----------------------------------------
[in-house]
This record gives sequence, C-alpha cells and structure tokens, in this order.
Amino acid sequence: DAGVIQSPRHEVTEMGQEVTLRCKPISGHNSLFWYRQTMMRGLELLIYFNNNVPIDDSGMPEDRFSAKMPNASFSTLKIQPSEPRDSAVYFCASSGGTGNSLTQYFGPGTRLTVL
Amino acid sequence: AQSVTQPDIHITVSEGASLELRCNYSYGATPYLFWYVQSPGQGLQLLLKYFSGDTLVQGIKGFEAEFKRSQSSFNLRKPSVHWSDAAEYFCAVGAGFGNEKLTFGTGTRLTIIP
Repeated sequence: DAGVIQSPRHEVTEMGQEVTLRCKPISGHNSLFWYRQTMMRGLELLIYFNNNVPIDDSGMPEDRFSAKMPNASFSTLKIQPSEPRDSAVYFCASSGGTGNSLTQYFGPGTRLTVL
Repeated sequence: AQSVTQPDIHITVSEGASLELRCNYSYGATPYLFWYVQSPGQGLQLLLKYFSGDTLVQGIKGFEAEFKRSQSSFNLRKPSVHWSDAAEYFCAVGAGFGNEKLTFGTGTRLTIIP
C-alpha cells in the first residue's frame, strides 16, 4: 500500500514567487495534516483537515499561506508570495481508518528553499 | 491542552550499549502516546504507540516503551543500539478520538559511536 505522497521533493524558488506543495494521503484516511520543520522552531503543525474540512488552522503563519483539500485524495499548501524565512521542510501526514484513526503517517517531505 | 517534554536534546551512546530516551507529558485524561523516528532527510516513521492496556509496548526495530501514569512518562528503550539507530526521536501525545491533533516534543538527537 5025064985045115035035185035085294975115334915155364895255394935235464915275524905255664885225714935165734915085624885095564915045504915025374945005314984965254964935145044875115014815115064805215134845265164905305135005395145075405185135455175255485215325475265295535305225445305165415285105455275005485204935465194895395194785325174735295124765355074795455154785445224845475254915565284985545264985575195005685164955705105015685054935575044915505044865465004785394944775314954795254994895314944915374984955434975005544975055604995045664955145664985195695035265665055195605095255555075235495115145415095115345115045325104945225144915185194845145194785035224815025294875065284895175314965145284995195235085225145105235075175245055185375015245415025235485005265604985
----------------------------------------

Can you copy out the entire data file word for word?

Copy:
[in-house]
This record gives sequence, C-alpha cells and structure tokens, in this order.
Amino acid sequence: DAGVIQSPRHEVTEMGQEVTLRCKPISGHNSLFWYRQTMMRGLELLIYFNNNVPIDDSGMPEDRFSAKMPNASFSTLKIQPSEPRDSAVYFCASSGGTGNSLTQYFGPGTRLTVL
Amino acid sequence: AQSVTQPDIHITVSEGASLELRCNYSYGATPYLFWYVQSPGQGLQLLLKYFSGDTLVQGIKGFEAEFKRSQSSFNLRKPSVHWSDAAEYFCAVGAGFGNEKLTFGTGTRLTIIP
Repeated sequence: DAGVIQSPRHEVTEMGQEVTLRCKPISGHNSLFWYRQTMMRGLELLIYFNNNVPIDDSGMPEDRFSAKMPNASFSTLKIQPSEPRDSAVYFCASSGGTGNSLTQYFGPGTRLTVL
Repeated sequence: AQSVTQPDIHITVSEGASLELRCNYSYGATPYLFWYVQSPGQGLQLLLKYFSGDTLVQGIKGFEAEFKRSQSSFNLRKPSVHWSDAAEYFCAVGAGFGNEKLTFGTGTRLTIIP
C-alpha cells in the first residue's frame, strides 16, 4: 500500500514567487495534516483537515499561506508570495481508518528553499 | 491542552550499549502516546504507540516503551543500539478520538559511536 505522497521533493524558488506543495494521503484516511520543520522552531503543525474540512488552522503563519483539500485524495499548501524565512521542510501526514484513526503517517517531505 | 517534554536534546551512546530516551507529558485524561523516528532527510516513521492496556509496548526495530501514569512518562528503550539507530526521536501525545491533533516534543538527537 5025064985045115035035185035085294975115334915155364895255394935235464915275524905255664885225714935165734915085624885095564915045504915025374945005314984965254964935145044875115014815115064805215134845265164905305135005395145075405185135455175255485215325475265295535305225445305165415285105455275005485204935465194895395194785325174735295124765355074795455154785445224845475254915565284985545264985575195005685164955705105015685054935575044915505044865465004785394944775314954795254994895314944915374984955434975005544975055604995045664955145664985195695035265665055195605095255555075235495115145415095115345115045325104945225144915185194845145194785035224815025294875065284895175314965145284995195235085225145105235075175245055185375015245415025235485005265604985